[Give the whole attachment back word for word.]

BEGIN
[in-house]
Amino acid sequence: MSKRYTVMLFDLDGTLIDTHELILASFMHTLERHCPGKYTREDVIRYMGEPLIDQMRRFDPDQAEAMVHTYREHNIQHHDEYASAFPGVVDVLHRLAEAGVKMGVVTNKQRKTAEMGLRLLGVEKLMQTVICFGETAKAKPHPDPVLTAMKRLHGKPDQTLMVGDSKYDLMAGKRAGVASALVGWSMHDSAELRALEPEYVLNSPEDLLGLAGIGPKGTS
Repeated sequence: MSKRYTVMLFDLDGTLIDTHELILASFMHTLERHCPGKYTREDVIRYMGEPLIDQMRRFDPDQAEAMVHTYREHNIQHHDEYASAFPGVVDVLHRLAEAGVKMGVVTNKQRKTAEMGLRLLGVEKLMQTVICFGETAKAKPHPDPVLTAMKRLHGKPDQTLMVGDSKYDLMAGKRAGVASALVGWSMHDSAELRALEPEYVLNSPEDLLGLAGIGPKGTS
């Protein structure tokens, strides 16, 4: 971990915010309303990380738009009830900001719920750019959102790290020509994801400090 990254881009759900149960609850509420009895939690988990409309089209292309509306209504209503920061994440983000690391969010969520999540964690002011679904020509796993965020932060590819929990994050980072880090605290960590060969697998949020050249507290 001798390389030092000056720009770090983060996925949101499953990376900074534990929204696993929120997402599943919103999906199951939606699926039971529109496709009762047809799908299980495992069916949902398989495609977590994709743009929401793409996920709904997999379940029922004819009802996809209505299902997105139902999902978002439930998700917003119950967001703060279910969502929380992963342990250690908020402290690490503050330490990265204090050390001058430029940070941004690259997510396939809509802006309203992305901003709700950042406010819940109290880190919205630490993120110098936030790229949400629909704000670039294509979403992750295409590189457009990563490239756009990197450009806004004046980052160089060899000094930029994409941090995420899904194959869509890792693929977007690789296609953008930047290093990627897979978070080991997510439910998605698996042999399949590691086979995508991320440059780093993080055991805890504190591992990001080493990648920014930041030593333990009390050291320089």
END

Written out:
[in-house]
Amino acid sequence: MSKRYTVMLFDLDGTLIDTHELILASFMHTLERHCPGKYTREDVIRYMGEPLIDQMRRFDPDQAEAMVHTYREHNIQHHDEYASAFPGVVDVLHRLAEAGVKMGVVTNKQRKTAEMGLRLLGVEKLMQTVICFGETAKAKPHPDPVLTAMKRLHGKPDQTLMVGDSKYDLMAGKRAGVASALVGWSMHDSAELRALEPEYVLNSPEDLLGLAGIGPKGTS
Repeated sequence: MSKRYTVMLFDLDGTLIDTHELILASFMHTLERHCPGKYTREDVIRYMGEPLIDQMRRFDPDQAEAMVHTYREHNIQHHDEYASAFPGVVDVLHRLAEAGVKMGVVTNKQRKTAEMGLRLLGVEKLMQTVICFGETAKAKPHPDPVLTAMKRLHGKPDQTLMVGDSKYDLMAGKRAGVASALVGWSMHDSAELRALEPEYVLNSPEDLLGLAGIGPKGTS
């Protein structure tokens, strides 16, 4: 971990915010309303990380738009009830900001719920750019959102790290020509994801400090 990254881009759900149960609850509420009895939690988990409309089209292309509306209504209503920061994440983000690391969010969520999540964690002011679904020509796993965020932060590819929990994050980072880090605290960590060969697998949020050249507290 001798390389030092000056720009770090983060996925949101499953990376900074534990929204696993929120997402599943919103999906199951939606699926039971529109496709009762047809799908299980495992069916949902398989495609977590994709743009929401793409996920709904997999379940029922004819009802996809209505299902997105139902999902978002439930998700917003119950967001703060279910969502929380992963342990250690908020402290690490503050330490990265204090050390001058430029940070941004690259997510396939809509802006309203992305901003709700950042406010819940109290880190919205630490993120110098936030790229949400629909704000670039294509979403992750295409590189457009990563490239756009990197450009806004004046980052160089060899000094930029994409941090995420899904194959869509890792693929977007690789296609953008930047290093990627897979978070080991997510439910998605698996042999399949590691086979995508991320440059780093993080055991805890504190591992990001080493990648920014930041030593333990009390050291320089």